Redox metals and oxidative abnormalities in human prion diseases

Robert B Petersen, Sandra L Siedlak, Hyoung-gon Lee, Yong-Sun Kim, Akihiko Nunomura, Fabrizio Tagliavini, Bernardino Ghetti, Patrick Cras, Paula I Moreira, Rudy J Castellani, Marin Guentchev, Herbert Budka, James W. Ironside, Pierluigi Gambetti, Mark A Smith, George Perry (Lead / Corresponding author)

Research output: Contribution to journalArticle

54 Citations (Scopus)

Abstract

Prion diseases are characterized by the accumulation of diffuse and aggregated plaques of protease-resistant prion protein (PrP) in the brains of affected individuals and animals. Whereas prion diseases in animals appear to be almost exclusively transmitted by infection, human prion diseases most often occur sporadically and, to a lesser extent, by inheritance or infection. In the sporadic cases (sporadic Creutzfeld-Jakob disease, sCJD), PrP-containing plaques are infrequent, whereas in transmitted (variant CJD) and inherited (Gerstmann-Straussler-Scheinker Syndrome) cases, plaques are a usual feature. In the current study, representative cases from each of the classes of human prion disease were analyzed for the presence of markers of oxidative damage that have been found in other neurodegenerative diseases. Interestingly, we found that the pattern of deposition of PrP, amyloid-beta, and redox active metals was distinct for the various prion diseases. Whereas 8-hydroxyguanosine has been shown to be increased in sCJD, and inducible NOS is increased in scrapie-infected mice, well-studied markers of oxidative damage that accumulate in the lesions of other neurodegenerative diseases (such as Alzheimer's disease, progressive supranuclear palsy, and Parkinson's disease), such as heme oxygenase-1 and lipid peroxidation, were not found around PrP deposits or in vulnerable neurons. These findings suggest an important distinction in prion-related oxidative stress, indicating that different neurodegenerative pathways are involved in different prion diseases.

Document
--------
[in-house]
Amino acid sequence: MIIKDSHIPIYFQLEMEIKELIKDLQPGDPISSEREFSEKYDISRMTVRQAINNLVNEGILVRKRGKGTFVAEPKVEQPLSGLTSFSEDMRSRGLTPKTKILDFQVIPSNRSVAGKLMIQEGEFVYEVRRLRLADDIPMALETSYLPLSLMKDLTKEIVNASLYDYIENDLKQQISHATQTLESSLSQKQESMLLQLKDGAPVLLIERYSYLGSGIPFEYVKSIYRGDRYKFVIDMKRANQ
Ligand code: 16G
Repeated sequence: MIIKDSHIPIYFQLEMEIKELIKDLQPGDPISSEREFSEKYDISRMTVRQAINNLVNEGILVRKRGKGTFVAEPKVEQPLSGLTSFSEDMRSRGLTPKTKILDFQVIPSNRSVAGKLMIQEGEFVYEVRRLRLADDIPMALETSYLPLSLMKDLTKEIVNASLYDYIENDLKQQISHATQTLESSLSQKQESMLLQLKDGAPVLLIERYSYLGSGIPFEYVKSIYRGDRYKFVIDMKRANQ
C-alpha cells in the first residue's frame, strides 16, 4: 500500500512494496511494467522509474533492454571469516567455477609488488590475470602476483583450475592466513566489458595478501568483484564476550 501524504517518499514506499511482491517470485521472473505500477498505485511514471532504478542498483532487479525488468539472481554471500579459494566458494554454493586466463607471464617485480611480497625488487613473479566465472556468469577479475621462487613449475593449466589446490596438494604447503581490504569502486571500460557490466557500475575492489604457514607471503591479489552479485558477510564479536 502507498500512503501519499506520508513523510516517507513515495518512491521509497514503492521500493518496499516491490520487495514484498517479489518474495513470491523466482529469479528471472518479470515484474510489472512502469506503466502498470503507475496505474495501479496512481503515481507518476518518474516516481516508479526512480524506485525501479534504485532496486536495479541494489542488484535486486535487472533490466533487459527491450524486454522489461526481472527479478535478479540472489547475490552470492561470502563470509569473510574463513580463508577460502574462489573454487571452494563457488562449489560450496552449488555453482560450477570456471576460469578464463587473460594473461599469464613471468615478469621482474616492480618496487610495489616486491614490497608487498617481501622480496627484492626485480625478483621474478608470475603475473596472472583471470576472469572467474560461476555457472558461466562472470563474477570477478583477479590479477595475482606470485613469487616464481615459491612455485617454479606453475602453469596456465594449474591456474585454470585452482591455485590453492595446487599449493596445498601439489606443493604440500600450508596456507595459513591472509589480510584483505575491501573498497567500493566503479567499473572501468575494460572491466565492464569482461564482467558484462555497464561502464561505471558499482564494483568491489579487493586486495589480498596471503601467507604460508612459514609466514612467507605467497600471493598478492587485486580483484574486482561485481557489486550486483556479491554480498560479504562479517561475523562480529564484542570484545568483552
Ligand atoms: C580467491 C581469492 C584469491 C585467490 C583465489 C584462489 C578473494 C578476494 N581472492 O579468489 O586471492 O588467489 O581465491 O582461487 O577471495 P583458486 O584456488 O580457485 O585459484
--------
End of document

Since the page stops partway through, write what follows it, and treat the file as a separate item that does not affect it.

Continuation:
Original languageEnglish
Pages (from-to)232-238
Number of pages7
JournalActa Neuropathologica
Volume110
Issue number3
Early online date11 Aug 2005
DOIs
Publication statusPublished - 11 Aug 2005

    Fingerprint

Keywords

  • Adult
  • Aged
  • Aged, 80 and over
  • Amyloid beta-Peptides
  • Biomarkers
  • Brain
  • Creutzfeldt-Jakob Syndrome
  • Female
  • Guanosine
  • Humans
  • Male
  • Metals
  • Middle Aged
  • Nitric Oxide Synthase Type II
  • Oxidation-Reduction
  • Oxidative Stress
  • Prion Diseases
  • Prions

Cite this

Petersen, R. B., Siedlak, S. L., Lee, H., Kim, Y-S., Nunomura, A., Tagliavini, F., Ghetti, B., Cras, P., Moreira, P. I., Castellani, R. J., Guentchev, M., Budka, H., Ironside, J. W., Gambetti, P., Smith, M. A., & Perry, G. (2005). Redox metals and oxidative abnormalities in human prion diseases. Acta Neuropathologica, 110(3), 232-238. https://doi.org/10.1007/s00401-005-1034-4